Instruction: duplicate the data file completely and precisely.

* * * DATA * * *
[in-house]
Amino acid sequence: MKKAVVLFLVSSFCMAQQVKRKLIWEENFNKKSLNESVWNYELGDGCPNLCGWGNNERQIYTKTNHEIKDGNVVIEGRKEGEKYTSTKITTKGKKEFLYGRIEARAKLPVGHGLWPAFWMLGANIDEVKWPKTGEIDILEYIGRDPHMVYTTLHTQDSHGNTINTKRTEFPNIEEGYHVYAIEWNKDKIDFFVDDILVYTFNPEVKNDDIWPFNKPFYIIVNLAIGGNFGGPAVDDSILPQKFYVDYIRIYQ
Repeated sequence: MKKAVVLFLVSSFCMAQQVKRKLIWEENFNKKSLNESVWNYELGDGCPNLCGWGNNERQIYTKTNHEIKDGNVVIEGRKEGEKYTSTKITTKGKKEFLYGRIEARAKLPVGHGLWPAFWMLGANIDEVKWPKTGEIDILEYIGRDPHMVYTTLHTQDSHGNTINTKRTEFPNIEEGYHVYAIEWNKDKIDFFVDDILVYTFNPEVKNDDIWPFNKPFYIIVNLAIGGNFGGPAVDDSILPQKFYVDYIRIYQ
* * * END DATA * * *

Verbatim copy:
[in-house]
Amino acid sequence: MKKAVVLFLVSSFCMAQQVKRKLIWEENFNKKSLNESVWNYELGDGCPNLCGWGNNERQIYTKTNHEIKDGNVVIEGRKEGEKYTSTKITTKGKKEFLYGRIEARAKLPVGHGLWPAFWMLGANIDEVKWPKTGEIDILEYIGRDPHMVYTTLHTQDSHGNTINTKRTEFPNIEEGYHVYAIEWNKDKIDFFVDDILVYTFNPEVKNDDIWPFNKPFYIIVNLAIGGNFGGPAVDDSILPQKFYVDYIRIYQ
Repeated sequence: MKKAVVLFLVSSFCMAQQVKRKLIWEENFNKKSLNESVWNYELGDGCPNLCGWGNNERQIYTKTNHEIKDGNVVIEGRKEGEKYTSTKITTKGKKEFLYGRIEARAKLPVGHGLWPAFWMLGANIDEVKWPKTGEIDILEYIGRDPHMVYTTLHTQDSHGNTINTKRTEFPNIEEGYHVYAIEWNKDKIDFFVDDILVYTFNPEVKNDDIWPFNKPFYIIVNLAIGGNFGGPAVDDSILPQKFYVDYIRIYQ